Monday, May 30, 2016

Alarm over antibiotics in meat, shrimp

Alarm over meds in meat, shrimp (Getty Images)

Leading American health experts on Wednesday raised concerns about the increasing use of antibiotics in fish and animal farms to accelerate growth. They warned that the practice may put consumers at serious health risk.
At an interaction with local physicians and health administrators on US-India health cooperation at the American Center, USAID health wing representative Melissa Freeman said use of antibiotics in sub-therapeutic levels was on the rise in poultry and shrimp farms and posed threat of high drug resistance in humans.

"Producers of chicken, pig and other meat, as well as shrimp, feed them growth-promoting antibiotics in low doses.This practice does not kill bacteria but makes them resistant to the drug. When the meat or shrimp is consumed, the drugresistant bacteria is transferred to humans," said Freeman.

Four years ago, Japan had rejected more than 10 consignments of shrimp after detecting ethoxyquin, an antioxidant, in them. Most of the exporters were from Bengal and Odisha . Three years before that, EU had rejected 50 consignments of shrimps after detecting antibiotic residue.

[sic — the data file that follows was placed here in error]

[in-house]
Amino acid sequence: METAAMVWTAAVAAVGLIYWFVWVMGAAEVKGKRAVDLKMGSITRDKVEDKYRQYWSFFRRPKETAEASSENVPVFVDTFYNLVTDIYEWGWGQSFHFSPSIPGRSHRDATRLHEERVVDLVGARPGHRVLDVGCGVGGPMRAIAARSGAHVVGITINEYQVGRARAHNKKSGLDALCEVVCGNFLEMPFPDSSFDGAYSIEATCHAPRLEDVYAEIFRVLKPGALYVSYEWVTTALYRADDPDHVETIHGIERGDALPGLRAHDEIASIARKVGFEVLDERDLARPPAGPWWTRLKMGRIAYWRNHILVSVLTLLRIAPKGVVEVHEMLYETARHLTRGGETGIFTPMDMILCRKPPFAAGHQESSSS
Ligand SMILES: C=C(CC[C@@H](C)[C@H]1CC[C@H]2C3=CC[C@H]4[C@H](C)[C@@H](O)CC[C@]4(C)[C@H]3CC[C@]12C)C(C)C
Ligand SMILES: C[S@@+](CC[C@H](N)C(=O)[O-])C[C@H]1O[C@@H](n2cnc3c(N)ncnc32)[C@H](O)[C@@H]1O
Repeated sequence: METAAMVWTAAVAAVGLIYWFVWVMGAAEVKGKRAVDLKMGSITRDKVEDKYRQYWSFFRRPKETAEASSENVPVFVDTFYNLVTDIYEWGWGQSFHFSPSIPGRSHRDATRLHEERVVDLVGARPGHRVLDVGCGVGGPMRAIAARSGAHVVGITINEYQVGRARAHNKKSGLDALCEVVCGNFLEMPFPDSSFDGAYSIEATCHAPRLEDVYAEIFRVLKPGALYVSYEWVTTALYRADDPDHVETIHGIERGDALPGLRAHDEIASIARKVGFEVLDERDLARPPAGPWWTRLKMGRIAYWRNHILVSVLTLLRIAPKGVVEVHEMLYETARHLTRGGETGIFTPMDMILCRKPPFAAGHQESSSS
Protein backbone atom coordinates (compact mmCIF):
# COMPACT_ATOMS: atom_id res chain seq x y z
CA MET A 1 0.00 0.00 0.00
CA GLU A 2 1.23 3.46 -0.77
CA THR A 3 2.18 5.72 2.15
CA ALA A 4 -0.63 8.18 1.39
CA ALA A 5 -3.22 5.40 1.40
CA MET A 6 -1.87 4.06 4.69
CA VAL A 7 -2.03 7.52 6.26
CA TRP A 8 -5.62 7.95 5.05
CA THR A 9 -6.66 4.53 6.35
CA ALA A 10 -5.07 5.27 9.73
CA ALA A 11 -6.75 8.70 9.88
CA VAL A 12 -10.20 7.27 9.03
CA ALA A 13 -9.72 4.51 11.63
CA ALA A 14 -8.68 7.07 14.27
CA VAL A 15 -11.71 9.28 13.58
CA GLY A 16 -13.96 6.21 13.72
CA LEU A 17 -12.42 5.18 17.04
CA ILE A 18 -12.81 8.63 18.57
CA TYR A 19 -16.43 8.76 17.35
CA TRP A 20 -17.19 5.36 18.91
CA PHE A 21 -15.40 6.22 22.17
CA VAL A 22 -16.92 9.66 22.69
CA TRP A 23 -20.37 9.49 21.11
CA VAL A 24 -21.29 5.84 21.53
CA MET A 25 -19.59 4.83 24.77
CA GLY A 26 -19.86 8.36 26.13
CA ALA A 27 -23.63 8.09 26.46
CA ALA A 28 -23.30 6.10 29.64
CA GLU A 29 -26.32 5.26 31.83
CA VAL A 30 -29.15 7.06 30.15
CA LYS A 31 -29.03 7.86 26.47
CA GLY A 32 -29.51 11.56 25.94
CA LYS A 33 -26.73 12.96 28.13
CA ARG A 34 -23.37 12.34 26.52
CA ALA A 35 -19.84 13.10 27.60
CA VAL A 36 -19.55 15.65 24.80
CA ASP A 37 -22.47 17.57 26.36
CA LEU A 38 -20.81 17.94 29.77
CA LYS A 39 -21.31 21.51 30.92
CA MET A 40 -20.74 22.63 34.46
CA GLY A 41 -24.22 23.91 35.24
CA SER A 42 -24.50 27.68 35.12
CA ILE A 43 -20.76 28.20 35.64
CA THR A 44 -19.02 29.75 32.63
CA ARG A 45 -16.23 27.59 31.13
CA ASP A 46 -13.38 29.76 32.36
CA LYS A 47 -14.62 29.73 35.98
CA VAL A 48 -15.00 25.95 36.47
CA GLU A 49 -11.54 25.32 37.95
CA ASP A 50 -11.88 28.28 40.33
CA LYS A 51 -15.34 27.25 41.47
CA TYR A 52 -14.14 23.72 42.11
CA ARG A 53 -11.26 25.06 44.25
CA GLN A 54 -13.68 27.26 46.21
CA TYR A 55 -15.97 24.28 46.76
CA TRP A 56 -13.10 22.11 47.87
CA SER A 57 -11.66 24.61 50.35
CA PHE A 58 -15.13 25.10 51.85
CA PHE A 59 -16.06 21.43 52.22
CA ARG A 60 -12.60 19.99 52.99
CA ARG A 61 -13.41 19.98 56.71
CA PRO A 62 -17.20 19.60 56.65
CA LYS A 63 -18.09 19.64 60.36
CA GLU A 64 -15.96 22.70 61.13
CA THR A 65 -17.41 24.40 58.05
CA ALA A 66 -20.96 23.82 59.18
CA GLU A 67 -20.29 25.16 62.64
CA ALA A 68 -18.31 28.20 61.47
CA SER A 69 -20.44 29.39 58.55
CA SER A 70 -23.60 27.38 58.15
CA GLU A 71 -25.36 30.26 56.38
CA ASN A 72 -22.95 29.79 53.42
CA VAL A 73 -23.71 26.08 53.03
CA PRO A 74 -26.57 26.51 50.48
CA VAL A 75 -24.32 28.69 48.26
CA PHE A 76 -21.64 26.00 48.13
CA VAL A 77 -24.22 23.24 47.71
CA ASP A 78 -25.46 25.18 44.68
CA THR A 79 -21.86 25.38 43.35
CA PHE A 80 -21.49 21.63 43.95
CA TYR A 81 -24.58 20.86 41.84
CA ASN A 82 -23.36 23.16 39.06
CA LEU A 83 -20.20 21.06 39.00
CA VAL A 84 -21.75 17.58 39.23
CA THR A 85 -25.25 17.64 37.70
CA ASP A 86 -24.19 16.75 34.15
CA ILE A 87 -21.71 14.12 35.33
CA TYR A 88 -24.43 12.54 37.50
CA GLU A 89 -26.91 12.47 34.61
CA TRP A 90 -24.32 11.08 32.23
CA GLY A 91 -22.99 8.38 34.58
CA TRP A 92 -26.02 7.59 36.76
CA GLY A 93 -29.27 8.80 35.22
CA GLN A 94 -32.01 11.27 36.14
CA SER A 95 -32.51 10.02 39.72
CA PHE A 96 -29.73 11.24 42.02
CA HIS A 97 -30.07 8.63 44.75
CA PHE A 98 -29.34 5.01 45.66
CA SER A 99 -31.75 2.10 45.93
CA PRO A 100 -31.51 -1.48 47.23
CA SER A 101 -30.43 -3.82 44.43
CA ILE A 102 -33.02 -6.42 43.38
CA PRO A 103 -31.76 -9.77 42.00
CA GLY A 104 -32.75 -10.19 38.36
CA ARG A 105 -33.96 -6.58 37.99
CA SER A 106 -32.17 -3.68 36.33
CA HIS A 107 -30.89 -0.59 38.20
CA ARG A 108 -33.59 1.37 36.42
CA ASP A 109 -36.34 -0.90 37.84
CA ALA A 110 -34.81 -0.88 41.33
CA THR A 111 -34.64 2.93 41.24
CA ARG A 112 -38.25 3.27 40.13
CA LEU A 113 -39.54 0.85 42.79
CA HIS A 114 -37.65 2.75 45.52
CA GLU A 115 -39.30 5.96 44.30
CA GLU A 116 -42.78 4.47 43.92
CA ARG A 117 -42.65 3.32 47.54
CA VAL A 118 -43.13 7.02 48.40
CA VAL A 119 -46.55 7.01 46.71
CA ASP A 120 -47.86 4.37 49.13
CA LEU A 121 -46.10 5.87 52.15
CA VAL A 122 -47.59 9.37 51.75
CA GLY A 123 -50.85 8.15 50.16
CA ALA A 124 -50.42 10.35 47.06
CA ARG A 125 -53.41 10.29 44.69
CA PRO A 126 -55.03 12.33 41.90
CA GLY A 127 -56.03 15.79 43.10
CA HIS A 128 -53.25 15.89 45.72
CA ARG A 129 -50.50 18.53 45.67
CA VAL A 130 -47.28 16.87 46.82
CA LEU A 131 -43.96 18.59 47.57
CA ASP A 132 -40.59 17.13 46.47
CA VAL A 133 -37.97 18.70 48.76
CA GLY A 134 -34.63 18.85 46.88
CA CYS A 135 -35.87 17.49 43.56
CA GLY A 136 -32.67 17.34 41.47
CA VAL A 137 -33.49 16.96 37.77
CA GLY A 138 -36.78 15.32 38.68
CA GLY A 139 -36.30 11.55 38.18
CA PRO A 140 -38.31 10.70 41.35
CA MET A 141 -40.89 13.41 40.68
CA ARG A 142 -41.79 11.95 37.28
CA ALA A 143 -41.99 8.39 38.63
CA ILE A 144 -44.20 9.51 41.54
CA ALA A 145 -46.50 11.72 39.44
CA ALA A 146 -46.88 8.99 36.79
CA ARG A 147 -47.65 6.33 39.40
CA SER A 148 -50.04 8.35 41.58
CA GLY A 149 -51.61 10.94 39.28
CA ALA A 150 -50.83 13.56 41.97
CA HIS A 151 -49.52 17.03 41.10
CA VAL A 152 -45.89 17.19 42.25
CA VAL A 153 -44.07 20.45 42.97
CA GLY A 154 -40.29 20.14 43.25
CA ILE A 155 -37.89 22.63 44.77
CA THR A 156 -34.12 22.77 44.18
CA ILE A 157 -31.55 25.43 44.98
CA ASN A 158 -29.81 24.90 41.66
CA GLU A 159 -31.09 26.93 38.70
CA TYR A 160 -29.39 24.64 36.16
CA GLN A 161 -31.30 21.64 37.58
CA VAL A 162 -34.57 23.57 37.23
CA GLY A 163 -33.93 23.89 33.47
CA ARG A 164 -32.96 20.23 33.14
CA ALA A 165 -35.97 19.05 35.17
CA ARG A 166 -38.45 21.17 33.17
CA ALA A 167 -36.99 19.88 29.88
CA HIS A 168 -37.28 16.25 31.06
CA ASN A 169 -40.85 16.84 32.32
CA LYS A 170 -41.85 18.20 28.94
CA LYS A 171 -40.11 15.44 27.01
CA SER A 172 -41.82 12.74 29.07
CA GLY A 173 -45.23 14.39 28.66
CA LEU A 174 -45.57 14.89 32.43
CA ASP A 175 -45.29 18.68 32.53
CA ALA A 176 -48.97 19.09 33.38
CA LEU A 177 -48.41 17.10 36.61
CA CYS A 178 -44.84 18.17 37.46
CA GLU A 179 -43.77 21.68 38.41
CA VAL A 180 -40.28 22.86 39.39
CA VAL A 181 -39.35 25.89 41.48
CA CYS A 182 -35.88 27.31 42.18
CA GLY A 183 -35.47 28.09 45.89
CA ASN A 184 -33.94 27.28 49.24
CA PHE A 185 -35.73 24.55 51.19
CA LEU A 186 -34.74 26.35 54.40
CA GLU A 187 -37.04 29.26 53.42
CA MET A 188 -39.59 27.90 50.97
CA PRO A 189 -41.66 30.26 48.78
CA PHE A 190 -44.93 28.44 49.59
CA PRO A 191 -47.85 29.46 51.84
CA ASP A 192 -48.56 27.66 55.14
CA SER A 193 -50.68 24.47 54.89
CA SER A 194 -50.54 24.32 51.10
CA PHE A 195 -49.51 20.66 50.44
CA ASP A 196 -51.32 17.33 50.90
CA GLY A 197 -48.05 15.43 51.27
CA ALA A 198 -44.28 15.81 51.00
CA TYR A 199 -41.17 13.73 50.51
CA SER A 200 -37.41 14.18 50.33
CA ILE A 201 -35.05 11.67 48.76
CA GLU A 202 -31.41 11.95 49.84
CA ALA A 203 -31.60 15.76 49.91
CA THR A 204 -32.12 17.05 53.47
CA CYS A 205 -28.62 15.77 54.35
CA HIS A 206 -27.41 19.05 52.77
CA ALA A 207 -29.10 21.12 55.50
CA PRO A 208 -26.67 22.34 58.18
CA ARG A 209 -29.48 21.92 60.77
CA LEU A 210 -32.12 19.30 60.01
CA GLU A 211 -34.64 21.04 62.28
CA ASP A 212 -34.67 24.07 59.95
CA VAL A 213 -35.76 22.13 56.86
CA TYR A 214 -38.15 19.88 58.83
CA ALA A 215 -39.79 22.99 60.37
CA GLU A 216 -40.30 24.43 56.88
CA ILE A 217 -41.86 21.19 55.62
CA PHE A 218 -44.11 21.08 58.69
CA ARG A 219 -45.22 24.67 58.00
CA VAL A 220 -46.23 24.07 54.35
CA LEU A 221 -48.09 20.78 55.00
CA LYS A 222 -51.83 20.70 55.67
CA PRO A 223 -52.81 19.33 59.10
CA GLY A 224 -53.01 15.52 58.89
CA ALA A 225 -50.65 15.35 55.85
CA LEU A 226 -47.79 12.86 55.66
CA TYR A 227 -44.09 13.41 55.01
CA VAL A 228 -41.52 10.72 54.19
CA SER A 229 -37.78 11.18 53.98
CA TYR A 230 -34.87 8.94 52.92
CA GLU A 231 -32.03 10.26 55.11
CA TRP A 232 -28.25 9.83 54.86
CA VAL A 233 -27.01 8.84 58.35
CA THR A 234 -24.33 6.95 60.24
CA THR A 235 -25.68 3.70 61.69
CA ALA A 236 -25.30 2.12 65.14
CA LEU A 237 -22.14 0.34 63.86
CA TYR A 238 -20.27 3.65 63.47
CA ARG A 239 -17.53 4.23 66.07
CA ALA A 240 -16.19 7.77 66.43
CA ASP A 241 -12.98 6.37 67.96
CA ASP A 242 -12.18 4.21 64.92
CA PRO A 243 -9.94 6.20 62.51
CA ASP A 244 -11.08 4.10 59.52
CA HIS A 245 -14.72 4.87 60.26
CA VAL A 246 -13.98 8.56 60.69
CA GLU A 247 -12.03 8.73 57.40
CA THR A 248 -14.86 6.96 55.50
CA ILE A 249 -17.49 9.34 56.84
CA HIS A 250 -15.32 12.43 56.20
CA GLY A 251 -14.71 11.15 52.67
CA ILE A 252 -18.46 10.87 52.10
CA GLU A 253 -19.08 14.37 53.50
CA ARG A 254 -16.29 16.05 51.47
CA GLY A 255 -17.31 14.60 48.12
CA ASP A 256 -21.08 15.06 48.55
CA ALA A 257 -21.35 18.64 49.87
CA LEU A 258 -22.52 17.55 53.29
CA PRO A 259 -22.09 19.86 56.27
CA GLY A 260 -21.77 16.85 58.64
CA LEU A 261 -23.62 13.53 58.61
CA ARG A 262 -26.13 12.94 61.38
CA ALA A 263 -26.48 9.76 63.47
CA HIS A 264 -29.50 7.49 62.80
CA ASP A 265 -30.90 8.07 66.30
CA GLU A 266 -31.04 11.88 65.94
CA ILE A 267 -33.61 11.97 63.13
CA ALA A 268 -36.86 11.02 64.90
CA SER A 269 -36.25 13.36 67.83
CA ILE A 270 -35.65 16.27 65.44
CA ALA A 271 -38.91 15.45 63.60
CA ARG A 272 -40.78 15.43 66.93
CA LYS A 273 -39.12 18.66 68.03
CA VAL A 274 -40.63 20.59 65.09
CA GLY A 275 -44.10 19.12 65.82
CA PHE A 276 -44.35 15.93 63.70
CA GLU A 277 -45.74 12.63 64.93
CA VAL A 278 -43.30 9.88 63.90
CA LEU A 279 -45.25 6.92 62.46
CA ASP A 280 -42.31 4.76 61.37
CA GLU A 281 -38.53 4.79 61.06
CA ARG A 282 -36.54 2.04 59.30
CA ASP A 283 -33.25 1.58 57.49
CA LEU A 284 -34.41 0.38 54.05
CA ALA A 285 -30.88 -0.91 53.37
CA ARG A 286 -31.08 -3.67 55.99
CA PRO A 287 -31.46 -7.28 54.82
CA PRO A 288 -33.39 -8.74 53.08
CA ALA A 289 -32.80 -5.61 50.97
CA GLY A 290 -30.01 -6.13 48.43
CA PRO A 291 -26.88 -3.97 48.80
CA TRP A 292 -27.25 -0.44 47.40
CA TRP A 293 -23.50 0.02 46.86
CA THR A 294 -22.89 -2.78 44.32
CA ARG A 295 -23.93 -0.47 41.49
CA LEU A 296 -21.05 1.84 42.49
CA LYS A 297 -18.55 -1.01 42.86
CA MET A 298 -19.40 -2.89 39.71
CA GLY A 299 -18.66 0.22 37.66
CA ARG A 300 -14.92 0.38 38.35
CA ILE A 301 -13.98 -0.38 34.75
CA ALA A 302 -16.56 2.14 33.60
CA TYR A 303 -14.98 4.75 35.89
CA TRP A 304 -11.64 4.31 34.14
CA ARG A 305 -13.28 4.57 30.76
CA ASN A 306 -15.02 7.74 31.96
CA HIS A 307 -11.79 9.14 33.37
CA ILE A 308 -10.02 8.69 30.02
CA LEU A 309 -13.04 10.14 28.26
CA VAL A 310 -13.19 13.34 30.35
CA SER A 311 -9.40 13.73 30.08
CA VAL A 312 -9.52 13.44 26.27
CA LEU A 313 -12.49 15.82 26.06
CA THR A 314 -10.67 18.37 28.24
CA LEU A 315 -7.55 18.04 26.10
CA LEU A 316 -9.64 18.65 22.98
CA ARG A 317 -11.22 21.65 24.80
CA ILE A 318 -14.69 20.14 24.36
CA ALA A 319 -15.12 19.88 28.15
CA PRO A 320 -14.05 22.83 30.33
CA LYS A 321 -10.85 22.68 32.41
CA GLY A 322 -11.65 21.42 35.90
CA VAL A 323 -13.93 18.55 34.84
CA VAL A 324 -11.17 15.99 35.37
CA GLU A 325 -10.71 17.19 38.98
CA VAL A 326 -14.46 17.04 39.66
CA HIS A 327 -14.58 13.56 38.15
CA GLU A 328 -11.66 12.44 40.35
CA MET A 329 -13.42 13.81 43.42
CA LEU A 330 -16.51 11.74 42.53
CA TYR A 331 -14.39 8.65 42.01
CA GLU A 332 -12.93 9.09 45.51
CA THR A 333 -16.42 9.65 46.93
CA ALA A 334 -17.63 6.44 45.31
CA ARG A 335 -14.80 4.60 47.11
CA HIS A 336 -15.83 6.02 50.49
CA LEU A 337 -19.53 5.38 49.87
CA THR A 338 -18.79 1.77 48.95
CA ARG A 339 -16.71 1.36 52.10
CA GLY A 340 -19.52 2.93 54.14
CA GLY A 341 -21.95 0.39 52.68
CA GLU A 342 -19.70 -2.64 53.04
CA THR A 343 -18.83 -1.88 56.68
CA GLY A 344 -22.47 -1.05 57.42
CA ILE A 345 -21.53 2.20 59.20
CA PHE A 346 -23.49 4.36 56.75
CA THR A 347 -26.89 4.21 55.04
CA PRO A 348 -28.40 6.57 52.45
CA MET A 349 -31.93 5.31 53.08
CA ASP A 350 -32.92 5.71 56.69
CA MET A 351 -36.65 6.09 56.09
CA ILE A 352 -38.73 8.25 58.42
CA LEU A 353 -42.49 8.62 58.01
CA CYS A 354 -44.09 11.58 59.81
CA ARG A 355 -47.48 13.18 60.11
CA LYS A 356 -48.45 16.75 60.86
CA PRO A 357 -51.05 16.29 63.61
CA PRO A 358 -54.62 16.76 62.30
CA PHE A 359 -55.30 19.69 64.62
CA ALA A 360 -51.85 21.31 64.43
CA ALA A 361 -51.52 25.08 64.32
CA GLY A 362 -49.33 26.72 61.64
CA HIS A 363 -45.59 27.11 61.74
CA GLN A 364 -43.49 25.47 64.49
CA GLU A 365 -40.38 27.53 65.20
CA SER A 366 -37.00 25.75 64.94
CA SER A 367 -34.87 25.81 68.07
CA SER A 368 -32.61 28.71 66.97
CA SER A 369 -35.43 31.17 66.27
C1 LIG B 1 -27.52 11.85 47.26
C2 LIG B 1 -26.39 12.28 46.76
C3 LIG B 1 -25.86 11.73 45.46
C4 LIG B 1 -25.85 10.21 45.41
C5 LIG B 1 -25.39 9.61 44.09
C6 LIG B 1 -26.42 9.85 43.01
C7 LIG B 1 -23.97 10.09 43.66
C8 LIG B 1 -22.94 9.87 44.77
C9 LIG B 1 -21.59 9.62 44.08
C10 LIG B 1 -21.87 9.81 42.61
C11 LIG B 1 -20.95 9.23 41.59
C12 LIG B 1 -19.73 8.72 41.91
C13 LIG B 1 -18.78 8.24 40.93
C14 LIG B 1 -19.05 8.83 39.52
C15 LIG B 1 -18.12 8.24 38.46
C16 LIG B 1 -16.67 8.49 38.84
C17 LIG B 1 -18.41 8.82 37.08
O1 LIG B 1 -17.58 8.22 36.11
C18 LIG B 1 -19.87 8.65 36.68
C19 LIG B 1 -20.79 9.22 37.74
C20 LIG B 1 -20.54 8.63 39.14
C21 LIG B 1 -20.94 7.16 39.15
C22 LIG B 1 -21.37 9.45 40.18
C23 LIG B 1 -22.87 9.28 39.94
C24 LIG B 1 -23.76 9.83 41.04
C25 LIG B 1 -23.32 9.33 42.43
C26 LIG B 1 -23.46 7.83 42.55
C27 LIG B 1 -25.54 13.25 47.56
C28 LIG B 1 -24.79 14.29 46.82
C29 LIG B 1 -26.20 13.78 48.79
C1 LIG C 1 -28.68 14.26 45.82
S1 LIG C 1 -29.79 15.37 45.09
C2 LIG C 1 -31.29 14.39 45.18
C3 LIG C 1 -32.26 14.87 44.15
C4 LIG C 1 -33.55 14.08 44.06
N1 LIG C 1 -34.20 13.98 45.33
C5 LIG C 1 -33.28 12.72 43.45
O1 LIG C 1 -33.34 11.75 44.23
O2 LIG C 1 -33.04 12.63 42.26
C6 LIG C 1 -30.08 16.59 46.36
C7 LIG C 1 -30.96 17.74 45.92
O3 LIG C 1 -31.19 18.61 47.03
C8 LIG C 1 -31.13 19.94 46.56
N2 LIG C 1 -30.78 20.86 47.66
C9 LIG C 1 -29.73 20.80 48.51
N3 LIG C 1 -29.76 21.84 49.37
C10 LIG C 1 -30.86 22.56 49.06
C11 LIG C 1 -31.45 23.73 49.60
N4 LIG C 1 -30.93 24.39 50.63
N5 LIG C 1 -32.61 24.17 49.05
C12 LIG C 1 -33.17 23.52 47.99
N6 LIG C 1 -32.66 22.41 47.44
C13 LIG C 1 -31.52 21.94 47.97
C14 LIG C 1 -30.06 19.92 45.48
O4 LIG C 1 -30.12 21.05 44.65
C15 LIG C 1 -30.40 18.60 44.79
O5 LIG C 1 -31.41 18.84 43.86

Feeding small doses of antibiotics to animals daily can lead to 3% more weight gain. The problem, doctors said, was in giving animals antibiotics used to treat humans. "If a person ingests the resistant bacteria via improperly cooked meat and becomes ill, he or she may not respond to antibiotic treatment," said Freeman.

The World Health Organization has expressed concern about antibiotic resistance and declared its intention to reduce the use of antimicrobials in food animals for the protection of human health. It has recommended that prescriptions be required for all antibiotics used to treat animals and called for phase-out of antimicrobials for growth promotion if they are used for human treatment.

Microbiologists believe overuse of the Fluoroquinolone group of antibiotics in birds like chicken and turkey , as well as shrimp, has led to increase in treatment-resistant bacterial infections in humans. The drug is used as protection against E.coli infection.

While sub-therapeutic antibiotic use in food animals is a global practice, American health experts are concerned about India because it is the seventh largest exporter of food products to the US. Shrimps from Bengal constitute a significant portion of exports.

Matthew Thomas, who represents the Food and Drug Administration (FDA) that oversees food and medical products imported into US, said his agency was reaching out to the industry and conducting training programmes to increase awareness among farmers. 
Source : TOI

No comments:

Post a Comment